To briefly summarize the operation of the circuit illustrated in FIGS. 8 through 11, when thermostatic switch 22 is open and no demand for burner operation exists, the fuel valve 12 will be deenergized and igniter 14 will receive partial operating potential through dropping resistor 32. Subsequent to a call for heat, dropping resistor 32 will be shunted, igniter 14 will be fully energized, and hot wire 128 will receive energizing current directly from transformer 300. Thus, immediately after closure of thermostatic switch 22, both the igniter and the hot wire 128 are fully energized by direct connections to the secondary winding of transformer 300. Thereafter, the hottime that valve 12 becomes energized, heating coil 312 of time delay relay 308 receives operating current such that after a preselected time interval, the igniter 14 will be placed in series with hot wire 128 and will assume a partially energized flameproving mode whereupon the continued energization of fuel valve 12 is dependent upon the heating of igniter 14 by the burner flame as sensed by the parallel connected hot wire 128.

It is important to reiterate that in the electric ignition system embodied in the circuit of FIGS. 8, 9, 10 and 11, the igniter 14 and the hot wire 128 are initially energized independently of each other by a parallel-like connection across respective pairs of taps of the secondary winding 304 of transformer 300. Subsequent to the closure of thermostatic switch 22 and the operation of time delay relay 308, however, the igniter and hot wire are placed in series with each other in a manner similar to that shown and described with respect to the previous embodiments of the present invention. In this manner, that is, by independently energizing the igniter and hot wire prior to the establishment of burner flame and thereafter reconnecting the igniter and hot wire in series, the current levels throughout the system are lowered during flame-proving such that the ignition system is more sensitive to the presence of a flame at the main burner 10. It is additionally noted that while igniter 14 is energized at any of three different operating levels, i.e., a low standby level, a high ignition level, and a low flame-proving level, the current flowing through the hot wire 128 is substantially constant during all normal modes of operation of the system. In other words, when thermostatic switch 22 first becomes closed, the igniter 14 is energized independently of the hot wire 128 such that a preselected current level is established through the hot wire at the same time that full energization potential is applied across the igniter. Subsequent to ignition, however, the igniter is automatically placed in series with the hot wire 128 such that the current level through the hot wire remains at its initial preselected level while the voltage drop across the igniter is substantially reduced for flame-proving. Operating in this manner makes it possible to apply the optimum voltages to the igniter and hot wire under all operating conditions so that a high degree of safety may be assured.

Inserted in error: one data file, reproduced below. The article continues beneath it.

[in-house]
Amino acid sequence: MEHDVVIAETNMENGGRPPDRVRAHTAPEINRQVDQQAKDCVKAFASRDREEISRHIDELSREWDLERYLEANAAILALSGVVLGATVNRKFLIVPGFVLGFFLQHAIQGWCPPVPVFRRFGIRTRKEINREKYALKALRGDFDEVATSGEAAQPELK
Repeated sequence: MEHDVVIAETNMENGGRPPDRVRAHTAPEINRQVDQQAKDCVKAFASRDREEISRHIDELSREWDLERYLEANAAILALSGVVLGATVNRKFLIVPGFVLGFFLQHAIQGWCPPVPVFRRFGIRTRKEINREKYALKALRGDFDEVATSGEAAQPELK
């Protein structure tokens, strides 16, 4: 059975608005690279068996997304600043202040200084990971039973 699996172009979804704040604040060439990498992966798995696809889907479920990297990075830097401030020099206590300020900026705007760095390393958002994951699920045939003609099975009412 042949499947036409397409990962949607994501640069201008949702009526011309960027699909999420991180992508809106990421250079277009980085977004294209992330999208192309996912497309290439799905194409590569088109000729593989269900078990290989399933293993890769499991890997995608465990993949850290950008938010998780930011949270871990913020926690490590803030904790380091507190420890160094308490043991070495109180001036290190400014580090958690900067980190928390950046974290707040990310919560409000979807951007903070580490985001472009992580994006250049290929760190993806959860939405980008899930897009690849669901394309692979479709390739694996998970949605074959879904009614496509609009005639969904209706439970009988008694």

The ignition system embodied in FIGS. 8, 9, l0 and 11 is fail-safe in the same manner as previously described with respect to FIGS. 1 through 4 and therefore will not be repeated again for the sake of brevity.

In summary, it may be seen that the fail-safe ignition systems of the present invention fully utilize the temperature varying resistance of electric igniters by sensing the current therethrough and the voltage thereacross to provide increased safety in'operation. Furthermore, by utilizing a dropping resistor as well as a power reducing flame-proving network, thermal shock to the igniter element is reduced so as to increase its useful life while the igniter itself is utilized as a flame-proving element to cause deenergization of the fuel valve upon burner flame outage.

Inasmuch as the present invention is subject to many variations, modifications and changes in detail, it is intended that all matter contained in the foregoing description or shown in the accompanying drawings shall be interpreted as illustrative in nature and not in a limiting sense.

What is claimed is:

1. An electric ignition system for a fuel burner comprising input means adapted to be connected with a source of elec tricity,

an electric igniter having a positive temperature coefficient of resistance and adapted to be disposed within igniting proximity of the burner,

valve means adapted to control a flow of fuel to the burner,

switch means connecting said electric igniter and said valve means with said input means,

first control means connected with said electric igniter and said switch means and responsive to the resistance of said electric igniter to control the operation of said switch means, and

second control means connected with said input means and said electric igniter selectively placing said electric igniter in a fully energized condition in response to a demand for burner operation and in a partially energized standby condition when no such demand exists whereby thermal shock to said igniter is reduced.

2. The invention as recited in claim 1 wherein said second control means includes a dropping resistor connected in series with said electric igniter.

3. The invention as recited in claim 2 wherein said second control means includes a thermostat connected with said dropping resistor for selectively shunting said dropping resistor in response to a demand for burner operation.

4. The invention as recited in claim 1 wherein said second control means includes a dropping resistor.

5. The invention as recited in claim 4 wherein said dropping resistor is selectively connected in series with said electric igniter for placing said electric igniter in its partially energized standby condition. 1 V